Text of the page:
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Former Clayton Utz partner Stuart Clark has quite literally walked through fire throughout his 40-year legal career. The volunteer firefighter, who joined the NSW Rural Fire Service when he was in high school, describes how he survived this year’s catastrophic bushfires.

Stuart Clark apologises in advance for any uncontrollable coughing that might interrupt our chat when we meet for lunch in Sydney in January. 

He has spent weeks inhaling dust, smog and ash while battling the devastating bushfires raging across NSW. After sucking in air that makes the most polluted cities in the world seem immaculate, he has contracted a minor respiratory infection.

“I guess it’s a foreseeable risk of firefighting,” the former litigator chuckles; a nod to his formidable experience in negligence law. 

Clark, a sole practitioner on Sydney’s North Shore, spent the best part of his 40-year legal career as a litigator at Clayton Utz. He rose to partnership in 1988 and focused mostly on defending class actions and large-scale litigation, as well as advising Royal Commissions and the NSW Independent Commission Against Corruption (ICAC). In 2019, he decided to step away from the frenetic pace of top-tier litigation to set up his own small practice, Stuart Clark Advisory, and now runs it out of his home office in Killara.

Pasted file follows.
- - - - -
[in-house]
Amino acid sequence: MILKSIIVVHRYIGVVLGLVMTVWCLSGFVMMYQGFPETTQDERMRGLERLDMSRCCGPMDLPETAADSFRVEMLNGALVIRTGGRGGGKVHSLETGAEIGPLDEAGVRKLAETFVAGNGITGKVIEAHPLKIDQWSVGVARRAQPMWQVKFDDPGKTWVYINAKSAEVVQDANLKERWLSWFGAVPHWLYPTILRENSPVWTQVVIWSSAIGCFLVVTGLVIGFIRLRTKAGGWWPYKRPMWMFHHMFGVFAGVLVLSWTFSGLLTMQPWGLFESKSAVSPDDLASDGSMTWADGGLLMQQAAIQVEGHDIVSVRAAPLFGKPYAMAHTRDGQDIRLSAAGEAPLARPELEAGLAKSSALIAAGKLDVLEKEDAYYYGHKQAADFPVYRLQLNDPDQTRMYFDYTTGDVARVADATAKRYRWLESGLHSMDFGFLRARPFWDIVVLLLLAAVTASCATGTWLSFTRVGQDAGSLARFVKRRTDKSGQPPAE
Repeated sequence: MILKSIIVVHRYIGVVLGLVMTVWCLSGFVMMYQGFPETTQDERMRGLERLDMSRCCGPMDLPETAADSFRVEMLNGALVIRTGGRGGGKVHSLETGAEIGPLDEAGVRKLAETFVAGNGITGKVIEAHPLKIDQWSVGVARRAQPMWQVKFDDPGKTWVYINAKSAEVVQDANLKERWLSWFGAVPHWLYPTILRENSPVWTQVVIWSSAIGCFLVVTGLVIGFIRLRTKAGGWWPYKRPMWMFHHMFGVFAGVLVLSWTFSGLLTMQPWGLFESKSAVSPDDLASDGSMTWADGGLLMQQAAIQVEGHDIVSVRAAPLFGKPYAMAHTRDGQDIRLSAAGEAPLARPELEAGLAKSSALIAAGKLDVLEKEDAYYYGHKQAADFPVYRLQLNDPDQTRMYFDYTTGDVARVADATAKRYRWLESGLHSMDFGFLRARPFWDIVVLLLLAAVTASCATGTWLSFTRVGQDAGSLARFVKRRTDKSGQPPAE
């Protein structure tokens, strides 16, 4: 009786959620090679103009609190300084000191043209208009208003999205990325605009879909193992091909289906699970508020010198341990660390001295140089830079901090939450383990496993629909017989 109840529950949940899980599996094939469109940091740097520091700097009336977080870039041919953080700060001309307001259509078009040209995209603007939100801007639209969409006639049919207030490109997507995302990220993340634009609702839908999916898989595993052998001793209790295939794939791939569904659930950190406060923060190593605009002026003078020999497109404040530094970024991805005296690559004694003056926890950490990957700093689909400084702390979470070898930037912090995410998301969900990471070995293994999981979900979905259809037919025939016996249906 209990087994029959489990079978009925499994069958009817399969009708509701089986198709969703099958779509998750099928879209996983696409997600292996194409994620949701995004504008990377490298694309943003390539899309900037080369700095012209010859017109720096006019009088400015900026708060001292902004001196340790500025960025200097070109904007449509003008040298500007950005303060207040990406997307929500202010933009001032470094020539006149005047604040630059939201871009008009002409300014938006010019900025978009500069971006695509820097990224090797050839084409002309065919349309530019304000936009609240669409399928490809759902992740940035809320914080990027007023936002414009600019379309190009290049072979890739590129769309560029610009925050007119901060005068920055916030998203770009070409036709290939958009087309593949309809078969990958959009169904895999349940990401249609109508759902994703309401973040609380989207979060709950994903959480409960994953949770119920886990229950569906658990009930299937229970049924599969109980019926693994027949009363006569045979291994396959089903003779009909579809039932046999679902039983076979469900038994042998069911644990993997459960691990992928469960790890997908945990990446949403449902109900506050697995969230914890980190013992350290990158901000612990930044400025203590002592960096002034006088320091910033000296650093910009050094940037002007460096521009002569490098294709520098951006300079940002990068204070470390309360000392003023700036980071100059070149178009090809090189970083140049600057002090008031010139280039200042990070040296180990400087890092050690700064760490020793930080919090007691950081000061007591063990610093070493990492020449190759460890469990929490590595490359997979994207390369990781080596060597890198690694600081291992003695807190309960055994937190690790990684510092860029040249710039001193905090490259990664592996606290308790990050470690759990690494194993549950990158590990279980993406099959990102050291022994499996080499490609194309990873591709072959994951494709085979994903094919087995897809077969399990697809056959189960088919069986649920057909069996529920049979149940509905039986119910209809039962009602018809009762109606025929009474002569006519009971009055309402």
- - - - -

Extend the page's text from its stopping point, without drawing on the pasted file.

Over a career that has seen monumental upheaval for the legal profession, one thing has remained constant for Clark: his volunteer service with the NSW Rural Fire Service (RFS). Clark joined the RFS in 1973 to complete the service component for his Scout Award, and found the experience so rewarding that he never left.

Clark has battled blazes in some of the most infamous fire seasons; including 1984, when fire razed almost two million hectares of land in NSW, and in 2001, when more than 100 fires flared across the state in the “Black Christmas” bushfires. But even this veteran firefighter and deputy captain in the Killara Brigade has been shocked by the ferocity of the fires this season.

“I’ve been doing this for 46 years and I’ve seen intense fires before. But we’ve never seen that intensity over such a sustained period, and over such a huge area,” he says. “That’s a function of the drought. The lack of moisture in the fuel is just frightening.”

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Stuart Clark and members of his neighbouring brigade, the Ku-ring-gai Rural Fire Brigade, at a fire northwest of Sydney.

Clark and I have chosen a week in late January to meet in Sydney’s legal district, during a period of welcome reprieve from the fires. “Chosen” is a loose term – our meeting date has been dictated by weather conditions and Clark’s limited ability to plan ahead when at any moment he may be called upon to help control one of the 140-odd fires still smouldering around the state.